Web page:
Day 13

The rest of my self portraits are posted elsewhere, but here’s day 13. At some stage I will re-post all of them here. Day 13 is “making do”. Sleep, shower, shave, etc, TV, sleep, repeat. What else is there to do?

Covid day 13: Making Do.

For today’s portrait I use a prop. And the camera is set to f/16, 100 IUSO, 1/250 sec. The light is a single speedlight fitted with a Honl Photo 1/4″ speed grid. Took about 30 seconds to do this portrait. Now the rest of the day…

A portrait a day

And I continue to do a COVID-19 period self portrait every day. Here, for example, is yesterday’s:

Rembrandt-type light, using two small flashes. One, in front of me, with a small 8″ Honl Photo Traveler8 softbox; the other right behind me, using a “chocolate” Honl photo gel. Both in manual mode at 1/4 power; both driven by simple (manual-only) pocketwizards.

How quickly things change.

The thin veneer of civilization… I am sure it has been mentioned enough to be a cliché. But just like truisms, clichés are true – that’s why they are clichés. Civilization can change, turn bad, or disappear quickly. I reflect on this these days.

And change is what we are seeing now. My store is closed for the duration and I am at home. Fortunately, I can teach from here, interactively via the web.

So let’s see the silver linings. This is a good time to learn. (My ebooks, incidentally, are temporarily on sale for just $49 for the collection: go here and use checkout code “COVID” at the end to get a $30 discount.)

Another thing to do? Get creative. Take out your camera and a flash (or two), and make some documents of this time. We are documenting, and even making, history here.

As for me, I am going to do a portrait every day. Here are the first four:

Because I am a photographer, you can see the equipment. In the last photo, for example, that is two manual speedlights fired with Pocketwizards. The left one is fitted with a Honl Photo Aurora Borealis Green gel; the one on the right is equipped with a Traveller-12 softbox. (See them here). In the second image you can also see a Honl Photo 1/4″ grid in use as the hairlight. Yeah, let’s get creative in these terrible days. Learn flash!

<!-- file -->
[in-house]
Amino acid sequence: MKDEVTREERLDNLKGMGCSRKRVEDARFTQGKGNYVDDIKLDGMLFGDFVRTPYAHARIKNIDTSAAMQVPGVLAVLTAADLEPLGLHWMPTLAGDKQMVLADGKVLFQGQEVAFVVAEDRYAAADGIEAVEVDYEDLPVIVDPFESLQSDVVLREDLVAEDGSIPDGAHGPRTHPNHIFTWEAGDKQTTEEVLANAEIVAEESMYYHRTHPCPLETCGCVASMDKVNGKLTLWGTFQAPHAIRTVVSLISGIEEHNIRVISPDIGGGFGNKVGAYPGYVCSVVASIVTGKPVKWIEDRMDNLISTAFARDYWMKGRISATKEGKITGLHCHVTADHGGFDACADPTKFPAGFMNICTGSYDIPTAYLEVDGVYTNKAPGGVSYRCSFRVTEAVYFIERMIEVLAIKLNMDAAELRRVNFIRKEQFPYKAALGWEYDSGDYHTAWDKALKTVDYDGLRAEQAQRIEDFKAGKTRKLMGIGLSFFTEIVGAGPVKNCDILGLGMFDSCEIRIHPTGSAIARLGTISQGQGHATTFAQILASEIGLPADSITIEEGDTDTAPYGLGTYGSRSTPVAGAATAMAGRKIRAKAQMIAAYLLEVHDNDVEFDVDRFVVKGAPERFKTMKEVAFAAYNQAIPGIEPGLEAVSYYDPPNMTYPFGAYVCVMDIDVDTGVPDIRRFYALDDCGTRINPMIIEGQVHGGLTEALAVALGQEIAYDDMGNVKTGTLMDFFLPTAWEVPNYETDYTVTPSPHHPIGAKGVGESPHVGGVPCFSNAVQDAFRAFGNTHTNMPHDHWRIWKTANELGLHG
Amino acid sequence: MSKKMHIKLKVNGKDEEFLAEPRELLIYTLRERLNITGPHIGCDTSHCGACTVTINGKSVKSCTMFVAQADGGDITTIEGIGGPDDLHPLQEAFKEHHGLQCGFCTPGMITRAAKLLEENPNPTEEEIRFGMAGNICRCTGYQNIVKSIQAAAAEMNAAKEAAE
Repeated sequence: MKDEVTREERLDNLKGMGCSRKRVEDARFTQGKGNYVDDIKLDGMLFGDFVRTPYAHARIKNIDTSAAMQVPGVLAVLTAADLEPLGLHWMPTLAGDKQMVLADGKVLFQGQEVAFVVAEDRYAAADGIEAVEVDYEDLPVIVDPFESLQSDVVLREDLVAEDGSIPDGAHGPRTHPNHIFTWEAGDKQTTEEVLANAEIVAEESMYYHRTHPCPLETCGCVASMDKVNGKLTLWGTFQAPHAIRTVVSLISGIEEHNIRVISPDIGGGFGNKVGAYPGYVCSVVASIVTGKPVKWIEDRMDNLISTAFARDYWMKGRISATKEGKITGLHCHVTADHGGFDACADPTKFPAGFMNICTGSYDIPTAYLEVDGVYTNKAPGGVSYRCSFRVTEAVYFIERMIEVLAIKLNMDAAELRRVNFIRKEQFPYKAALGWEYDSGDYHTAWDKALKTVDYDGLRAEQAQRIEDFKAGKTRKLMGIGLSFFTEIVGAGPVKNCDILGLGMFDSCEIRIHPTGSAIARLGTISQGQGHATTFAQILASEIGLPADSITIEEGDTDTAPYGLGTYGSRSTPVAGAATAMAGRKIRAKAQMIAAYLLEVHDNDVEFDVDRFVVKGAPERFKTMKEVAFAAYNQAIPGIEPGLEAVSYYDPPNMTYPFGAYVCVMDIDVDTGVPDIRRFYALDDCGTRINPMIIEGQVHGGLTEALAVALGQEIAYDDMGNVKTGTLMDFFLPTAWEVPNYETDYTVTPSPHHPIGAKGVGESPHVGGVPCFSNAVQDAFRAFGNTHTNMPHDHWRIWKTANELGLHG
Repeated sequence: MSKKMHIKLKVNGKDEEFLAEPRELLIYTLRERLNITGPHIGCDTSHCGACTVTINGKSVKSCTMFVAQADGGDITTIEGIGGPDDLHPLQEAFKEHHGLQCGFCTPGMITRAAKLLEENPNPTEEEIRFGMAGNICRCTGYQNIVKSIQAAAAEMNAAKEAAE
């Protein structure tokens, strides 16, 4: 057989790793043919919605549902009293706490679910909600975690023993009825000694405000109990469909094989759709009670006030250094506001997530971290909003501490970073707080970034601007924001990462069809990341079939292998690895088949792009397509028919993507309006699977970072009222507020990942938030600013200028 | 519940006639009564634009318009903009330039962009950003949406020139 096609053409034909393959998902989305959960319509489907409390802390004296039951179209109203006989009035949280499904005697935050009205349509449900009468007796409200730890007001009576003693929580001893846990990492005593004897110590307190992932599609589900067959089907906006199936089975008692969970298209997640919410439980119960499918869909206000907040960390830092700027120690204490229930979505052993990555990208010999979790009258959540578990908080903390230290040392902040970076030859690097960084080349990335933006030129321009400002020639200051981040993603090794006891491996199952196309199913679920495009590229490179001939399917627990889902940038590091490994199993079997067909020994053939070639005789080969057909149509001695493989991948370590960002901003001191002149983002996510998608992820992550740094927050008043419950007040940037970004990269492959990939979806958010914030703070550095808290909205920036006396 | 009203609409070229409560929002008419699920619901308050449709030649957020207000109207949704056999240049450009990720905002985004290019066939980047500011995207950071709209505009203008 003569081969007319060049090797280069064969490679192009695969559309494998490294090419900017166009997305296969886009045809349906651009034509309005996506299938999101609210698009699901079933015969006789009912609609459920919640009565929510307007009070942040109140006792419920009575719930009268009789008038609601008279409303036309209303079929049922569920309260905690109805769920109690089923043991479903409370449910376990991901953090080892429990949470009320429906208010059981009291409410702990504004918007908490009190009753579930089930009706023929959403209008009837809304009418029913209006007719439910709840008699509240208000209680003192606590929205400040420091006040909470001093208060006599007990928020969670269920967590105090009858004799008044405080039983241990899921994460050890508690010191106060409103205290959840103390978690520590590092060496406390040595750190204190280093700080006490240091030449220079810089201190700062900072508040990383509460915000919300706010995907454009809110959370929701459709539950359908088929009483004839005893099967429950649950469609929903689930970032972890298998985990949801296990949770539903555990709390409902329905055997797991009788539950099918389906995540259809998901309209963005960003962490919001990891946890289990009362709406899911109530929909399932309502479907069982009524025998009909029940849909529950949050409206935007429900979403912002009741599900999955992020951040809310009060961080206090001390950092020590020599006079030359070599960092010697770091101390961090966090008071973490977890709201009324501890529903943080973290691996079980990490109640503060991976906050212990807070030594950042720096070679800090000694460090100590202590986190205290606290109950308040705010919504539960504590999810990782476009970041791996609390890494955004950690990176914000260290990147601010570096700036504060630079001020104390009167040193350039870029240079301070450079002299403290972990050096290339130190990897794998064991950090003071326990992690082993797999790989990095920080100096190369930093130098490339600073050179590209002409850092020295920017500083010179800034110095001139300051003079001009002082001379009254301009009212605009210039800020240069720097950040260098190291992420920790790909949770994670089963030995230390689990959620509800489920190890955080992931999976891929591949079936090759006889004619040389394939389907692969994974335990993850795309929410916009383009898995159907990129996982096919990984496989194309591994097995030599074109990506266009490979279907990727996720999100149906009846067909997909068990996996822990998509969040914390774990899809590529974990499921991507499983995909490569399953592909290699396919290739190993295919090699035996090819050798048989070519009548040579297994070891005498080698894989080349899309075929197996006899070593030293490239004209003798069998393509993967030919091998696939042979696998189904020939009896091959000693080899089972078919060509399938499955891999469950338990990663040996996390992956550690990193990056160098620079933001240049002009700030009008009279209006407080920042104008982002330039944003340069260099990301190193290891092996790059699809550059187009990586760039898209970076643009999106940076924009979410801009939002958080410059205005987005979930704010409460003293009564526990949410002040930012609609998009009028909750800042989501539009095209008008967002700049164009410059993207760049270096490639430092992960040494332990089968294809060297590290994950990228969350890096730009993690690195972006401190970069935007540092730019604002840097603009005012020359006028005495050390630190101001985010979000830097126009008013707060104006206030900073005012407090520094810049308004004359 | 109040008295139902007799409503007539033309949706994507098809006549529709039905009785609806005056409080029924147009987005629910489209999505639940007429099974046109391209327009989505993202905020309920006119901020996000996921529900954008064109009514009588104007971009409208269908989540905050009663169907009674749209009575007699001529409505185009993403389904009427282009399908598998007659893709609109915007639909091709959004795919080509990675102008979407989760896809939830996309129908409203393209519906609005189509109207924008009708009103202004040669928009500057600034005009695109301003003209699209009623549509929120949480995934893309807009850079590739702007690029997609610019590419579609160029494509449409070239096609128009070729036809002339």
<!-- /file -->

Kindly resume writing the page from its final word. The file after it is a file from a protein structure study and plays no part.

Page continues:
Michael

PS: I’ll teach a flash course online live next week; contact me for details or for future dates.

“I need pro equipment”… ?

I hear this a lot: students almost apologizing for “only” owning, say, a Digital Rebel camera, or a similar “starter” model. Because, they say, “of course you need a pro camera for pro results”.

Pro lenses, maybe. But pro camera? Not always, not at all. And even the lenses: this, for example, is student Veronic this morning, using a Yongnuo 50mm lens for Canon (a clone of the cheap Canon 50mm f/1.8, but cheaper):

Veronic. (50mm f/1.8 Yongnuo lens, Yongnuo manual flash, two pocketwizards, Honlphoto grid.)

If you were to see this at full size, you would see it competes very well with photos taken with my pro equipment.

Those of you who take my lessons learn all about this; for the rest of you: be a little skeptical with regards to what you read. Yes, equipment is important. But no, it is not always needed for a quality picture.

Get Cool

Today, I was reminded of how I should not let you all down – the many people who read this blog. Like one reader, Dr Jason Polak, who kindly dropped by in the studio today to have a chat.

(Hint: anyone near Ottawa, feel free to come say hi. The store is open 9:30AM–9pm weekdays, and slightly shorter hours at weekends). So anyway… I promise I’ll write more. Starting today.

One thing to write about is portraits. And how I love doing them. And how I like doing not just the “stand there and smile” pictures, but also slightly more creative pictures. You do not need to look at the camera smiling, not in every picture!

So here’s one I took this weekend—one of a series:

A simple shot; I used two speedlights with Honlphoto grids, driven by Pocketwizards; and one strobe in a softbox, also driven by a Pocketwizard. Took two minutes to set up.

If you need to learn how to do this, it is remarkably simple. You might buy my books or attend my courses, for example. It’s worth the effort!

Here, another one, again showing action:

And that same day, a photo of a dog who was nearing the end of its life: it was sick, and was about to see its suffering ended. A sad event, but good to create a lasting memory:

The message is simple: shoot some portraits that are not just “stare at the camera and ‘smile'”. Worth the effort and you will be happy with your results.

One more, then:

And finally: a new course for those of you near Ottawa: “Take Better Photos Of your Kids”. Sign up soon, because as usual, classes are limited to four people.